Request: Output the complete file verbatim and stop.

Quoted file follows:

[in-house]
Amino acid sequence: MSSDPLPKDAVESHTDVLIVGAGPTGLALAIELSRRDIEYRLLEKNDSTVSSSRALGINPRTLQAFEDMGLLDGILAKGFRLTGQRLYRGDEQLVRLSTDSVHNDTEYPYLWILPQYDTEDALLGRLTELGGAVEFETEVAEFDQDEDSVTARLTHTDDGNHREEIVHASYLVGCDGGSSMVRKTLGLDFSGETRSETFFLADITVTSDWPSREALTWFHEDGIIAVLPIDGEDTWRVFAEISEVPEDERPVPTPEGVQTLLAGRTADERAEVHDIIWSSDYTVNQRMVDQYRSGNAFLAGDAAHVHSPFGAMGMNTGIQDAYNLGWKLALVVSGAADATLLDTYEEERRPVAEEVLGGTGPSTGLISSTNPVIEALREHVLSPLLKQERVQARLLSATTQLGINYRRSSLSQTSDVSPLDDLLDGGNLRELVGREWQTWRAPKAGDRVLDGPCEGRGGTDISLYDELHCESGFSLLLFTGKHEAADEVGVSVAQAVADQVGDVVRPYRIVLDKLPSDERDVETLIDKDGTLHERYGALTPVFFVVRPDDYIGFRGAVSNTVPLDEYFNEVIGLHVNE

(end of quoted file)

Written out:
[in-house]
Amino acid sequence: MSSDPLPKDAVESHTDVLIVGAGPTGLALAIELSRRDIEYRLLEKNDSTVSSSRALGINPRTLQAFEDMGLLDGILAKGFRLTGQRLYRGDEQLVRLSTDSVHNDTEYPYLWILPQYDTEDALLGRLTELGGAVEFETEVAEFDQDEDSVTARLTHTDDGNHREEIVHASYLVGCDGGSSMVRKTLGLDFSGETRSETFFLADITVTSDWPSREALTWFHEDGIIAVLPIDGEDTWRVFAEISEVPEDERPVPTPEGVQTLLAGRTADERAEVHDIIWSSDYTVNQRMVDQYRSGNAFLAGDAAHVHSPFGAMGMNTGIQDAYNLGWKLALVVSGAADATLLDTYEEERRPVAEEVLGGTGPSTGLISSTNPVIEALREHVLSPLLKQERVQARLLSATTQLGINYRRSSLSQTSDVSPLDDLLDGGNLRELVGREWQTWRAPKAGDRVLDGPCEGRGGTDISLYDELHCESGFSLLLFTGKHEAADEVGVSVAQAVADQVGDVVRPYRIVLDKLPSDERDVETLIDKDGTLHERYGALTPVFFVVRPDDYIGFRGAVSNTVPLDEYFNEVIGLHVNE